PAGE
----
Moody points to the unusual circumstances of this case and urges that inasmuch as the arresting officer's contemporaneous views as to probable cause differed from the circuit court's objective determination that probable cause existed, our conclusion should similarly differ. He cites People v. Miller (1972), 7 Cal.3d 219, 496 P.2d 1228, 101 Cal.Rptr. 860, for the proposition that the probable-cause question of whether the arresting officer's subjective belief that defendant had committed a crime was objectively justified cannot logically arise where the officer did not hold such a belief. Moody concedes that this court has never passed on this precise question but invites us to adopt the California approach as the law of Illinois.
We do not agree that the fourth amendment requires more than an objective inquiry into the reasonableness of a police officer's conduct based on the evidence he has. We disagree with the basic premise of People v. Miller that the thrust of a probable-cause inquiry is whether the arresting officer's subjective belief was objectively justified (7 Cal.3d 219, 226, 496 P.2d 1228, 1233, 101 Cal. Rptr. 860, 865). The fourth amendment and the exclusionary rule guard against unreasonable searches and seizures, not against unreasonable beliefs per se. If, as explained in Brinegar v. United States, an arrest is to be termed "reasonable" if a reasonable man in the arresting officer's position would believe that the defendant had committed a crime, we do not understand how the fact that the officer himself did not so believe, or was uncertain as to what to believe, can change that. (See Klingler v. United States (8th Cir. 1969), 409 F.2d 299, 304, cert. denied (1969), 396 U.S. 859, 24 L.Ed.2d 110, 90 S.Ct. 127.) The inquiry must focus on what was done and known by the police, not on what was believed, what the facts objectively viewed add up to, not what the officer on the scene believed they added up to. The latter approach would, of course, lead to differing conclusions based upon the experiences and response of a particular officer, while the former approach leads to the more uniform answer expected of the law.
Moody's final complaint is that the trial judge, in passing on the question of probable cause in the suppression hearing, resorted to his recollection of Sergeant Erwin's testimony before him in a previous case to help him make up his mind about the weight to be given Erwin's testimony that he lacked probable cause on December 29. Moody's argument is that he was denied due process of law insofar as the judge's denial of his motion was based on evidence not in the record. People v. Harris (1974), 57 Ill.2d 228; People v. Wallenberg (1962), 24 Ill.2d 350; see also People v. Yarbrough (1982), 93 Ill.2d 421.
We agree with Moody's statement of the law. However, we do not find that it requires a reversal in this case. The excursion from the record complained of here consists of a statement volunteered by the trial judge to counsel after the close of argument, to the effect that the judge had known Sergeant Erwin to do "a few things that are a little bit unorthodox at times." Immediately after mentioning this, the judge went on to say:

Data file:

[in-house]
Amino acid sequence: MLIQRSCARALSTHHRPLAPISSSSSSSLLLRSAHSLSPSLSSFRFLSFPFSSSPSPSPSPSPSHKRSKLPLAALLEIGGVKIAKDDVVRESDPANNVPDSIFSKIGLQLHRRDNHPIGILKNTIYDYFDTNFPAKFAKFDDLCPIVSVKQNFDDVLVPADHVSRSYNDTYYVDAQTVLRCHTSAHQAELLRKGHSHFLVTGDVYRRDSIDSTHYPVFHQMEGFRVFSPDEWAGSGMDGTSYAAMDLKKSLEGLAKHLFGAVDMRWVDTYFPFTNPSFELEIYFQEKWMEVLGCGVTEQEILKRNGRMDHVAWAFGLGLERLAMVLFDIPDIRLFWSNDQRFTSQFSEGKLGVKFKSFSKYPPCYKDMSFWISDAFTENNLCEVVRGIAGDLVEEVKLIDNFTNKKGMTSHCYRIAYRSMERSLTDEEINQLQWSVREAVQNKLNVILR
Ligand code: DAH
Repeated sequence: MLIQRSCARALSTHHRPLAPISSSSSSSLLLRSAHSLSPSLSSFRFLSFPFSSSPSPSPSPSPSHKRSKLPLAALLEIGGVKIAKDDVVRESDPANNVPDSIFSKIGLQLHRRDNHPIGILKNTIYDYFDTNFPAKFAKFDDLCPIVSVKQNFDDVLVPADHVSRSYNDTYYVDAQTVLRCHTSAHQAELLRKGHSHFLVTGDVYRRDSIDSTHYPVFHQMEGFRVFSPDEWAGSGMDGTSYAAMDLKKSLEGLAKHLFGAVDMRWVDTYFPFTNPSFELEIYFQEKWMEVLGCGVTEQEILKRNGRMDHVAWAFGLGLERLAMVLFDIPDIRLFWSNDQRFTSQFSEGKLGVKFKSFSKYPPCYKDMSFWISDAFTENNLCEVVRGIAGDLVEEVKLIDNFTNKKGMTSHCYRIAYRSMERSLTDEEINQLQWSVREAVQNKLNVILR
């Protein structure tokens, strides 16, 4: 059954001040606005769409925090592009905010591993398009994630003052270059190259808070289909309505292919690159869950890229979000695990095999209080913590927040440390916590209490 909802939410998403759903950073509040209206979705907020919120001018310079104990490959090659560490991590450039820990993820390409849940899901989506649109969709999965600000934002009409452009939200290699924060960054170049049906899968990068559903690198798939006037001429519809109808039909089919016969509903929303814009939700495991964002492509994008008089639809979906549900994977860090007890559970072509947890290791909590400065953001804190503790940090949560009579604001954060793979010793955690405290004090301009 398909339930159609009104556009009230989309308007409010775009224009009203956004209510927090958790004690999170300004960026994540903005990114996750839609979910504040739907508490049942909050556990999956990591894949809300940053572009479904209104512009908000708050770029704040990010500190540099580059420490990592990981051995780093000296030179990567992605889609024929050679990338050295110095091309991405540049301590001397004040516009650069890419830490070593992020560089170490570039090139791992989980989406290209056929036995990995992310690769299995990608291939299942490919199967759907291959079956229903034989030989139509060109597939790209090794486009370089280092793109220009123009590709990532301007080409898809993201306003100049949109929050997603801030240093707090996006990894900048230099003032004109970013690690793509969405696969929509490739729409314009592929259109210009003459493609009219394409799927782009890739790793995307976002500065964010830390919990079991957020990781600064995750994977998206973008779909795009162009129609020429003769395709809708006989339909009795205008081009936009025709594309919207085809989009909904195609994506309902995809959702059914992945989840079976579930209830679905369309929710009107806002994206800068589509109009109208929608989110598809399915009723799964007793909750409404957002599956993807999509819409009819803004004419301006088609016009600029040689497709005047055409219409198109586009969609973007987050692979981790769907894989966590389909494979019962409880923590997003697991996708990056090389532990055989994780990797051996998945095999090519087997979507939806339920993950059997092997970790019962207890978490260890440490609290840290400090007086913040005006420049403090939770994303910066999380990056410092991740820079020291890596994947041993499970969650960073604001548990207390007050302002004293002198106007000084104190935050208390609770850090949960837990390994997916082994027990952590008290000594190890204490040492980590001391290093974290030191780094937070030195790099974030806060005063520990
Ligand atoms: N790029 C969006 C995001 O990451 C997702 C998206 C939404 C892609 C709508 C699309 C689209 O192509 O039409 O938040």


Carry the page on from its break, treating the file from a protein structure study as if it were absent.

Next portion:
"I heard him say he did not believe he had probable cause to make the arrest at this time. The question becomes what is the effect of that. You know, if you don't have probable — if in fact he has probable cause, as the State is arguing, this is the other way around. I wonder if defendant should have both worlds, where if there is in fact not probable cause or if there is and the police officer doesn't know there is, should he get the best of both worlds. This probably has been covered by some case. I don't know offhand.
But in any event, it does appear to the Court that the general rule is that knowledge, whatever knowledge the police have, whether it is in this officer or that officer combined, knowledge of the police can be used for probable cause to effectuate an arrest, that what Sergeant Erwin did was in fact arrest this gentleman. I do find he had probable cause to make the arrest.
But it is going to be the ruling of the Court that Sergeant Erwin did in fact have probable cause. He did effectuate the arrest. The arrest was lawful and the articles were seized pursuant to lawful arrest even though the sergeant himself denies he had probable cause. He says, `I didn't have.'"
It is clear to us that the trial judge did not use his familiarity with Sergeant Erwin to help him rule on the suppression motion but ruled instead, as we do here, that Erwin's subjective beliefs did not matter because the arrest was objectively justified. This case is unlike Harris, Wallenberg, Yarbrough and People v. Brantley (1976), 43 Ill. App.3d 616, in which the court's reliance on evidence not in the record was apparent.
The decision of the appellate court is reversed. The conviction is affirmed.
Appellate court reversed; circuit court affirmed.